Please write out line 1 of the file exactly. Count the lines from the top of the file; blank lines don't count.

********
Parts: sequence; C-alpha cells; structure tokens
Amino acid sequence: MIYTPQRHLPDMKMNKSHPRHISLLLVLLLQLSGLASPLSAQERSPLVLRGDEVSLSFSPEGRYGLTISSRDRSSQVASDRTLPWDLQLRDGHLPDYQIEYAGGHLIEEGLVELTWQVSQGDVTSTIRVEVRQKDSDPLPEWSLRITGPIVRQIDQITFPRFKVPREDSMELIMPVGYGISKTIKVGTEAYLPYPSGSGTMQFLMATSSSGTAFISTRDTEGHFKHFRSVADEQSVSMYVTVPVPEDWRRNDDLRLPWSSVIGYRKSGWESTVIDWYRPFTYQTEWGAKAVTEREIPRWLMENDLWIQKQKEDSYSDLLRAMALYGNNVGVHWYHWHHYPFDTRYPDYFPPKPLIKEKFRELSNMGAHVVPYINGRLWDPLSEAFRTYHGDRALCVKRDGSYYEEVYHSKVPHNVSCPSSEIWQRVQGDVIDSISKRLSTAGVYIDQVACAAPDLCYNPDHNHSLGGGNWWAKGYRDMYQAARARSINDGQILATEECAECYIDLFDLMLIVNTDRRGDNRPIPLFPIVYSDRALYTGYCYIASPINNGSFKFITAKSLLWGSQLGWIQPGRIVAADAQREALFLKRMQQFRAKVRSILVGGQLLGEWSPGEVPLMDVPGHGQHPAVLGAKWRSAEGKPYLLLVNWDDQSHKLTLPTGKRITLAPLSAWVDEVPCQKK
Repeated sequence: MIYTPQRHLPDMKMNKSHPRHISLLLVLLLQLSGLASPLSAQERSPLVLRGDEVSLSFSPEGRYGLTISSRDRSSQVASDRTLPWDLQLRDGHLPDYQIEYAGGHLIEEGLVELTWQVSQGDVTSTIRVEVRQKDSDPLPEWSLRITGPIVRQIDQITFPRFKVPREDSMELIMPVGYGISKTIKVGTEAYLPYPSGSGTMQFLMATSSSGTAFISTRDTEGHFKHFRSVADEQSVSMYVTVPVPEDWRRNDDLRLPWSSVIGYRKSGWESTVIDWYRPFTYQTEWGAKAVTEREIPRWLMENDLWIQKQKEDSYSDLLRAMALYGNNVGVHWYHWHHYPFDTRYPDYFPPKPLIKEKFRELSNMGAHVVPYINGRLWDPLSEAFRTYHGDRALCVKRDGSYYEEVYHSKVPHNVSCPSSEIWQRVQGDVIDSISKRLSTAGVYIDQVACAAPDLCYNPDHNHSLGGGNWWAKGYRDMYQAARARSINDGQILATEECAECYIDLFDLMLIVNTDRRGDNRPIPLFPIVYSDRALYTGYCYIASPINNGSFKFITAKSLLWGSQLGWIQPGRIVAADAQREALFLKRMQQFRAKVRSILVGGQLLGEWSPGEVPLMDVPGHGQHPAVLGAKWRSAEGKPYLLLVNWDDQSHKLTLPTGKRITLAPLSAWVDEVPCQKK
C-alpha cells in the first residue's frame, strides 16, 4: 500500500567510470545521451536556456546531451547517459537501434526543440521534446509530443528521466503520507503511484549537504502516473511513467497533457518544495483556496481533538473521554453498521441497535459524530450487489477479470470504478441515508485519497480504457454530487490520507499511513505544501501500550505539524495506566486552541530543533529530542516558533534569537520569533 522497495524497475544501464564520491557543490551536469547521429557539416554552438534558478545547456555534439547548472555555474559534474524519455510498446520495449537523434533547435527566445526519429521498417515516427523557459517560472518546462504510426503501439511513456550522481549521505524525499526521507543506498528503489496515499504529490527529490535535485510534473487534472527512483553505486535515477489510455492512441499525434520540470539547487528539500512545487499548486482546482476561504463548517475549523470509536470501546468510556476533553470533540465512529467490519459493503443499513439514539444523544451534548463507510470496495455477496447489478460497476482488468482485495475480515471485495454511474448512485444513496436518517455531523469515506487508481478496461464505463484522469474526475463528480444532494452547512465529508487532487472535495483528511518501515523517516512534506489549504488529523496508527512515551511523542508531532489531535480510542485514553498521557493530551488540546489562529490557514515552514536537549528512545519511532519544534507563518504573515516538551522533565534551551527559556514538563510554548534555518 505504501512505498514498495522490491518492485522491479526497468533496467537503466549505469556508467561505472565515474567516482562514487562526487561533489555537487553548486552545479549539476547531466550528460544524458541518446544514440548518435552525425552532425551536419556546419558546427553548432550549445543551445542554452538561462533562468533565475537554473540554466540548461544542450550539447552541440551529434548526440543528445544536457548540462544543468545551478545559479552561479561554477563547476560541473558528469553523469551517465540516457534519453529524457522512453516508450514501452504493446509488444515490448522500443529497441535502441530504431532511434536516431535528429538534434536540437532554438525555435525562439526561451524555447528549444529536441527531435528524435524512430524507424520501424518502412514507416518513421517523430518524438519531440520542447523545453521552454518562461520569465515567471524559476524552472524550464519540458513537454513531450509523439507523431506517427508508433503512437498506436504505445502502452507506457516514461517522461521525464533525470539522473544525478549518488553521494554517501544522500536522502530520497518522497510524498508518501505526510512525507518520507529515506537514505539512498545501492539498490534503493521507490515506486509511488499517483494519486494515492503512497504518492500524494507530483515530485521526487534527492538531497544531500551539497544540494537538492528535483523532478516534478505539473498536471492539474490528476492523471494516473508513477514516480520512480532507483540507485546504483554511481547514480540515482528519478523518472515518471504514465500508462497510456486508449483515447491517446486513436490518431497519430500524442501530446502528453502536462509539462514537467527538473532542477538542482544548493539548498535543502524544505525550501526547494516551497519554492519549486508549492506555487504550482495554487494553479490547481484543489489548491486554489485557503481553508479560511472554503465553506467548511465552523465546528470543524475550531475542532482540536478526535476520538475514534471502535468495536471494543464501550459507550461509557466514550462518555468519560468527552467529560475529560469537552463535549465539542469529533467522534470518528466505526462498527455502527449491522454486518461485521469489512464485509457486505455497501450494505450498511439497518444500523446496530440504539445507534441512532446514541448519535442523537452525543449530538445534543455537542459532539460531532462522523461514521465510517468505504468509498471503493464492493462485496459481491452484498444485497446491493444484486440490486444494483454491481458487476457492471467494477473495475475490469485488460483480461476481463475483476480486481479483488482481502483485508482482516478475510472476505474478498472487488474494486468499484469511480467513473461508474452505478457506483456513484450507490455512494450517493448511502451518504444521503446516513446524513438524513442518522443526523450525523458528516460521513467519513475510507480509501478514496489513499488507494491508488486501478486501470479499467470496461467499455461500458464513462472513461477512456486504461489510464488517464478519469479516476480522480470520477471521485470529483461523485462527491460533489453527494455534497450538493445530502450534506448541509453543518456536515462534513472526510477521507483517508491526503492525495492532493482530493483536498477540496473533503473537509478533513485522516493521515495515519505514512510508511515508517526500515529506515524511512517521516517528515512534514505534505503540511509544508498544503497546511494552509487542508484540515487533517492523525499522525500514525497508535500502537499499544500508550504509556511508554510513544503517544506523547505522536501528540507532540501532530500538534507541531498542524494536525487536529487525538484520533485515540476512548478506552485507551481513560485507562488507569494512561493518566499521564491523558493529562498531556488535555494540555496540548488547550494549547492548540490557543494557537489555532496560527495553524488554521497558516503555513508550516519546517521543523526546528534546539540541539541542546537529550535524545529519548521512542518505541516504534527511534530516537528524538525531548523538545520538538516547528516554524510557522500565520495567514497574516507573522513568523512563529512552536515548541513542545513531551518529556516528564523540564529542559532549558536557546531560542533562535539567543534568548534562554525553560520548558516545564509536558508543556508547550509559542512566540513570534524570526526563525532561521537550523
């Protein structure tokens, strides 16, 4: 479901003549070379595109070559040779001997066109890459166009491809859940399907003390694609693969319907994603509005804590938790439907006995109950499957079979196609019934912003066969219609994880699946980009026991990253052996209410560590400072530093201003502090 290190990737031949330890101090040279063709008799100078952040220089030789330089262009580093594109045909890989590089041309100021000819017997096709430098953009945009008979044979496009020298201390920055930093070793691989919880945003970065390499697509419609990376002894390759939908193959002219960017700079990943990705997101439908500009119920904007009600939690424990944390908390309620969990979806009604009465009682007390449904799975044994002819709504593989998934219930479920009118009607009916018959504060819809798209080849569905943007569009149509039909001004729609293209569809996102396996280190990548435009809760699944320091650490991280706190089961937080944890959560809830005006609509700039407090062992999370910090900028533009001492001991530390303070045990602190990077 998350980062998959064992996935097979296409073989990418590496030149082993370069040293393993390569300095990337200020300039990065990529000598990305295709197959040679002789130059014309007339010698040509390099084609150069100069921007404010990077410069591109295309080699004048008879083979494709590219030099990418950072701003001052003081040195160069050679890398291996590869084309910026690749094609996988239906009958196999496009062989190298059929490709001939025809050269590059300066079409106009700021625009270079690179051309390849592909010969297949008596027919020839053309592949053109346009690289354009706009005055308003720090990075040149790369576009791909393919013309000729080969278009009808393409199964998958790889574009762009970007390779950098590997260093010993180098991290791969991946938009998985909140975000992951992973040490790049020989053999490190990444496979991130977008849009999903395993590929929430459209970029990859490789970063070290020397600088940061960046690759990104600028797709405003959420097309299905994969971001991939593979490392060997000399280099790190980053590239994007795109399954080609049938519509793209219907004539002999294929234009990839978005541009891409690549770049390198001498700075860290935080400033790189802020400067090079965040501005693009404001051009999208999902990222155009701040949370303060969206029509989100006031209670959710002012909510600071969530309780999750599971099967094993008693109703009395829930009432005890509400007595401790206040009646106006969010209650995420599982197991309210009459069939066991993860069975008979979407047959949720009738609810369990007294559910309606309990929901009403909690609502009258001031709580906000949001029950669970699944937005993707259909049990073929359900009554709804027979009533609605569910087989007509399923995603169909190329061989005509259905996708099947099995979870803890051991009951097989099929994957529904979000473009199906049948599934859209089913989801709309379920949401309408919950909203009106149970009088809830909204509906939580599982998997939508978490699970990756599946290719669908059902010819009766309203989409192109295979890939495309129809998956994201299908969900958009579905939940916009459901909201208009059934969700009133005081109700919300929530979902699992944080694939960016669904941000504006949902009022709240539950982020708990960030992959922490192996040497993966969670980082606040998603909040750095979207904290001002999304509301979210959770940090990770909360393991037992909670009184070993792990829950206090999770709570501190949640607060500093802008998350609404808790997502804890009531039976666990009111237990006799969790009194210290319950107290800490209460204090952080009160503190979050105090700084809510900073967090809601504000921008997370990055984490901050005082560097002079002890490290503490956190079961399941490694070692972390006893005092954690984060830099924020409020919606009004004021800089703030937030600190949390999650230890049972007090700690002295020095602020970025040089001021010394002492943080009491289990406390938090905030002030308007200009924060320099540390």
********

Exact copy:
Parts: sequence; C-alpha cells; structure tokens